One early-December Sunday morning, my 2020 devotional of choice had me read Mark 7:14-23. It goes like this:
And he [Jesus] called the people to him again and said to them, “Hear me, all of you, and understand: There is nothing outside a person that by going into him can defile him, but the things that come out of a person are what defile him.” And when he had entered the house and left the people, his disciples asked him about the parable. And he said to them, “Then are you also without understanding? Do you not see that whatever goes into a person from outside cannot defile him, since it enters not his heart but his stomach, and is expelled?” (Thus he declared all foods clean.) And he said, “What comes out of a person is what defiles him. For from within, out of the heart of man, come evil thoughts, sexual immorality, theft, murder, adultery, coveting, wickedness, deceit, sensuality, envy, slander, pride, foolishness. All these evil things come from within, and they defile a person.”
Jesus is telling the religious leaders and anyone else listening that their primary problem doesn't exist outside of them, but rather inside. Following the rituals that God ordained for them was important, but they were designed to point to and instruct them about something much larger than mere obedience to a handful of ceremonial laws. The law was given to point to their very inability to obey the law and achieve God's standard of holiness. Paul talks about how once we know the law it's like, "Man, I can't do this! I need help!" And on the other side of those exclamations, we find a Redeemer, a Savior, Jesus, who came to fulfill the law and set His people free.
Of course, a fulfilled law does not mean we're free to do whatever we want (check out Romans 6-8 today if you have time). But what it does mean, is that the rescue we're looking for from these troubles which beset us - evil thoughts, sexual immorality, theft, murder, adultery, coveting, wickedness, deceit, sensuality, envy, slander, pride, foolishness - won't come from simply trying harder, removing people from our lives, or getting ourselves out of circumstances. Those things can help a little, but darn it if I don't have evil thoughts even in the most holy of spaces with the kindest of people! Or even when it's just me, alone.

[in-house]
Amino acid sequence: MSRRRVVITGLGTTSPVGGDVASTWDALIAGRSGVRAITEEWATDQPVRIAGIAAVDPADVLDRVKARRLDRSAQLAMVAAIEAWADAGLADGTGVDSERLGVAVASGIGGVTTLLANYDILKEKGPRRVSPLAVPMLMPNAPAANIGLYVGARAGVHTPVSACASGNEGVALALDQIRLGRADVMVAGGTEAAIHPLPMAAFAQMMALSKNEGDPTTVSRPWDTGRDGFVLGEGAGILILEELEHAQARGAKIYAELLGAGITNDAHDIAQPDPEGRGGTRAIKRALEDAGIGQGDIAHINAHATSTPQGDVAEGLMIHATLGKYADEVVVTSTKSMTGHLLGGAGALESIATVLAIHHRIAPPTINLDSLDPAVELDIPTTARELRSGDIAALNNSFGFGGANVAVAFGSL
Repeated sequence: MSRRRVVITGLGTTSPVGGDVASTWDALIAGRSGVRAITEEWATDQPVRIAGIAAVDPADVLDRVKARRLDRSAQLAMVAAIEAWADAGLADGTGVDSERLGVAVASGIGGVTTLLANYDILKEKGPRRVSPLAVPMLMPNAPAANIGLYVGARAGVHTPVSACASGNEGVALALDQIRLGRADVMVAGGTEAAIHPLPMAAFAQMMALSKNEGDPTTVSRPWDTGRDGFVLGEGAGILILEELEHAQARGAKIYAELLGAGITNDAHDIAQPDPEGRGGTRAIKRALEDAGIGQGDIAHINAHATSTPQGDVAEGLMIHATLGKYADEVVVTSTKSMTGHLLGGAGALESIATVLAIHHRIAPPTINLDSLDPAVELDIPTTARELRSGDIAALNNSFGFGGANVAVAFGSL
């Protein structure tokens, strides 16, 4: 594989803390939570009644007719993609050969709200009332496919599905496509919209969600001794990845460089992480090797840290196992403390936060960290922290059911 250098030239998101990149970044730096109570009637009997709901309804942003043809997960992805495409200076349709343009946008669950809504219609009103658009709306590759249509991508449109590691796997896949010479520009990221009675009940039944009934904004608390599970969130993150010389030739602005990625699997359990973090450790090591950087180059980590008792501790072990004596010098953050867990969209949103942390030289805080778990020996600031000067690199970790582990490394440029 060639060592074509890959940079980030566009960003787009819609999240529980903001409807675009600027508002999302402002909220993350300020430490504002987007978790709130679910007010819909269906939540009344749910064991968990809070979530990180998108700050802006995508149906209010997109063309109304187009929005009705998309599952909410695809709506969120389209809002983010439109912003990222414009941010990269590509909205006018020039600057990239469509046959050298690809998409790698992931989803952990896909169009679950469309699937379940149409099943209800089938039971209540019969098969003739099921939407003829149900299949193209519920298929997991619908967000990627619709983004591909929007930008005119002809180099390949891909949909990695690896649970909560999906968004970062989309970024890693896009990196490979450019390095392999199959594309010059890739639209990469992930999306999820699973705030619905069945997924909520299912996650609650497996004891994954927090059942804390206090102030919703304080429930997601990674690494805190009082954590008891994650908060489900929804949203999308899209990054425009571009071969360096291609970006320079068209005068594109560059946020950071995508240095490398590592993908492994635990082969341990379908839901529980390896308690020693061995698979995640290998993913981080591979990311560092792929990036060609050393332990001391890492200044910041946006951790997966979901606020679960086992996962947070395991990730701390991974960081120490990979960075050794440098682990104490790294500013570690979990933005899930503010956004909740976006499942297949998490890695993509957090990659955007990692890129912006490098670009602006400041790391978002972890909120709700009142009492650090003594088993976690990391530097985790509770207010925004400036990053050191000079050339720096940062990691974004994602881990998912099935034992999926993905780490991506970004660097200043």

Gathering weekly in a space with people who I know need exactly what I need (even if they are dressed up and looking fine) to be pointed to our Great God, reminded of the work of Jesus Christ on our behalf, and reenergized by the presence of the Holy Spirit, is like a weekly treatment. The cancer of sin is still present with me, but its power has been overcome by the death and resurrection of Jesus! Praising, praying, confessing, and learning together with a bunch of sinners like me reminds me even more of the grandeur of God, the effectiveness of the blood of Jesus (ALL those people taking communion on a Sunday around the world! C'mon now!), and the glorious hope that is to come that one day the war within us will end and we will see Him and be like Him. I. Cannot. Even. Imagine.
In summary, (isn't that a classic high-school-term-paper way of beginning a concluding paragraph? ha!), I go to church because in myself I find only that which defiles, but in God - through the death and resurrection of Christ and the power and presence of the Holy Spirit - I find that which makes me righteous and a new heart, new way of living, new hope. I go to church because of who God is and His worthiness as both Creator and Redeemer. I go to church because the sick need a doctor, and until the Lord returns, I've got a chronic bent toward sinfulness that finds its treatment at the throne of my Creator.
I go to church because, to borrow from Peter the disciple, "Lord, to whom shall we go? You have the words of eternal life. We have come to believe and to know that you are the Holy One of God." (John 6:68) I go to church because I've tried myself out as lord of my life and that's more of a dumpster fire than 2020.
*by "go to church" I pretty much mean "why I am a Christian", but wanted to emphasize the importance of corporate worship - even if, at the moment, that is happening from the comfort and safety of my home with my family.